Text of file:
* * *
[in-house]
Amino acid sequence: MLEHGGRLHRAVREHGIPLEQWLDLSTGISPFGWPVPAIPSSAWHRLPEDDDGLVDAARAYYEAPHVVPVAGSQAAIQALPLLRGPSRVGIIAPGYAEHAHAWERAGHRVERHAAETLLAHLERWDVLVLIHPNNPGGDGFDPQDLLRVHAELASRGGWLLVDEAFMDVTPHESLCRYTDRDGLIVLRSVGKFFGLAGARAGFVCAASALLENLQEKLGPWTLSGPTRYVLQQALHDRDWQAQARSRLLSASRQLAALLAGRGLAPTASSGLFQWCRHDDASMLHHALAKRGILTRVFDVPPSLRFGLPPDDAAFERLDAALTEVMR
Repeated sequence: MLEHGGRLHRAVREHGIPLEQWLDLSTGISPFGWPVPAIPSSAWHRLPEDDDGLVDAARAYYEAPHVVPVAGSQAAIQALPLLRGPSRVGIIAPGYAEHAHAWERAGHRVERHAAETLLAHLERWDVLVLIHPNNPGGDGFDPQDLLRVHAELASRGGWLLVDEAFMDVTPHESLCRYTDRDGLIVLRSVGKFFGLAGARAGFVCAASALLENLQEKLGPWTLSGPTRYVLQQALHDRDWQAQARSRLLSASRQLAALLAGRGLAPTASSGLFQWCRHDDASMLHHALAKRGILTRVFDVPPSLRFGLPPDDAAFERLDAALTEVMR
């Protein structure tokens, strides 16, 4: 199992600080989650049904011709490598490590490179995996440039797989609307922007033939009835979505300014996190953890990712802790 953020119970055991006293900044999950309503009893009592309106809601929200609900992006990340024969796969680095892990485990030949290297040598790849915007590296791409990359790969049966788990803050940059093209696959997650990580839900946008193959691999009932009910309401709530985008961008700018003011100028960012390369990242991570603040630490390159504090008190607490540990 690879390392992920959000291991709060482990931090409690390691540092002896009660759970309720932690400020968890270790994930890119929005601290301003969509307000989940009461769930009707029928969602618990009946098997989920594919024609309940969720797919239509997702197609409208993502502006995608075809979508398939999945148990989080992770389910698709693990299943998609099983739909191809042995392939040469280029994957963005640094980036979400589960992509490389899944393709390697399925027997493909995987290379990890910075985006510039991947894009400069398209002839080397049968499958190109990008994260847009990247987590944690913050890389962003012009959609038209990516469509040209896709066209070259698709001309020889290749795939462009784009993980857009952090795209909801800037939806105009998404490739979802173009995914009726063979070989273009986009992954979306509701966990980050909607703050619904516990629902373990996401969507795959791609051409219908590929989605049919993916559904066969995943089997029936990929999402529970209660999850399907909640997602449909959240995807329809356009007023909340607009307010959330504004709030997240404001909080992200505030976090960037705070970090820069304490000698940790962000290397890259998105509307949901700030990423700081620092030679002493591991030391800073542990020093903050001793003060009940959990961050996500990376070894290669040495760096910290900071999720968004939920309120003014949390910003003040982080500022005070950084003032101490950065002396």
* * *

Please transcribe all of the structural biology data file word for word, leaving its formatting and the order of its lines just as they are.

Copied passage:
[in-house]
Amino acid sequence: MLEHGGRLHRAVREHGIPLEQWLDLSTGISPFGWPVPAIPSSAWHRLPEDDDGLVDAARAYYEAPHVVPVAGSQAAIQALPLLRGPSRVGIIAPGYAEHAHAWERAGHRVERHAAETLLAHLERWDVLVLIHPNNPGGDGFDPQDLLRVHAELASRGGWLLVDEAFMDVTPHESLCRYTDRDGLIVLRSVGKFFGLAGARAGFVCAASALLENLQEKLGPWTLSGPTRYVLQQALHDRDWQAQARSRLLSASRQLAALLAGRGLAPTASSGLFQWCRHDDASMLHHALAKRGILTRVFDVPPSLRFGLPPDDAAFERLDAALTEVMR
Repeated sequence: MLEHGGRLHRAVREHGIPLEQWLDLSTGISPFGWPVPAIPSSAWHRLPEDDDGLVDAARAYYEAPHVVPVAGSQAAIQALPLLRGPSRVGIIAPGYAEHAHAWERAGHRVERHAAETLLAHLERWDVLVLIHPNNPGGDGFDPQDLLRVHAELASRGGWLLVDEAFMDVTPHESLCRYTDRDGLIVLRSVGKFFGLAGARAGFVCAASALLENLQEKLGPWTLSGPTRYVLQQALHDRDWQAQARSRLLSASRQLAALLAGRGLAPTASSGLFQWCRHDDASMLHHALAKRGILTRVFDVPPSLRFGLPPDDAAFERLDAALTEVMR
């Protein structure tokens, strides 16, 4: 199992600080989650049904011709490598490590490179995996440039797989609307922007033939009835979505300014996190953890990712802790 953020119970055991006293900044999950309503009893009592309106809601929200609900992006990340024969796969680095892990485990030949290297040598790849915007590296791409990359790969049966788990803050940059093209696959997650990580839900946008193959691999009932009910309401709530985008961008700018003011100028960012390369990242991570603040630490390159504090008190607490540990 690879390392992920959000291991709060482990931090409690390691540092002896009660759970309720932690400020968890270790994930890119929005601290301003969509307000989940009461769930009707029928969602618990009946098997989920594919024609309940969720797919239509997702197609409208993502502006995608075809979508398939999945148990989080992770389910698709693990299943998609099983739909191809042995392939040469280029994957963005640094980036979400589960992509490389899944393709390697399925027997493909995987290379990890910075985006510039991947894009400069398209002839080397049968499958190109990008994260847009990247987590944690913050890389962003012009959609038209990516469509040209896709066209070259698709001309020889290749795939462009784009993980857009952090795209909801800037939806105009998404490739979802173009995914009726063979070989273009986009992954979306509701966990980050909607703050619904516990629902373990996401969507795959791609051409219908590929989605049919993916559904066969995943089997029936990929999402529970209660999850399907909640997602449909959240995807329809356009007023909340607009307010959330504004709030997240404001909080992200505030976090960037705070970090820069304490000698940790962000290397890259998105509307949901700030990423700081620092030679002493591991030391800073542990020093903050001793003060009940959990961050996500990376070894290669040495760096910290900071999720968004939920309120003014949390910003003040982080500022005070950084003032101490950065002396």